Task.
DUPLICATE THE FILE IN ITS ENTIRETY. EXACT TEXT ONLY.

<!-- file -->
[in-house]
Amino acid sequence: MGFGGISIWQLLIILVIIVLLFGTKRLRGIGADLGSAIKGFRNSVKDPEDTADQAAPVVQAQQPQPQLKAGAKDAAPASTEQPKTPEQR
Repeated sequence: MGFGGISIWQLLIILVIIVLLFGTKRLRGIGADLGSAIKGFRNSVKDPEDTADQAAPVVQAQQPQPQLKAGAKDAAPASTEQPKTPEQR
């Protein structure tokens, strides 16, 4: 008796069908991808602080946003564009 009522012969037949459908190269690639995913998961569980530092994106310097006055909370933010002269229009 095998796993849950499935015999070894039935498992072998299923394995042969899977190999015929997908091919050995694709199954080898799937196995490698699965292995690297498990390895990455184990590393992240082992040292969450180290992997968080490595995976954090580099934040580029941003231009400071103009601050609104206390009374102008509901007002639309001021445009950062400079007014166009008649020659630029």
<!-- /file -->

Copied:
[in-house]
Amino acid sequence: MGFGGISIWQLLIILVIIVLLFGTKRLRGIGADLGSAIKGFRNSVKDPEDTADQAAPVVQAQQPQPQLKAGAKDAAPASTEQPKTPEQR
Repeated sequence: MGFGGISIWQLLIILVIIVLLFGTKRLRGIGADLGSAIKGFRNSVKDPEDTADQAAPVVQAQQPQPQLKAGAKDAAPASTEQPKTPEQR
């Protein structure tokens, strides 16, 4: 008796069908991808602080946003564009 009522012969037949459908190269690639995913998961569980530092994106310097006055909370933010002269229009 095998796993849950499935015999070894039935498992072998299923394995042969899977190999015929997908091919050995694709199954080898799937196995490698699965292995690297498990390895990455184990590393992240082992040292969450180290992997968080490595995976954090580099934040580029941003231009400071103009601050609104206390009374102008509901007002639309001021445009950062400079007014166009008649020659630029």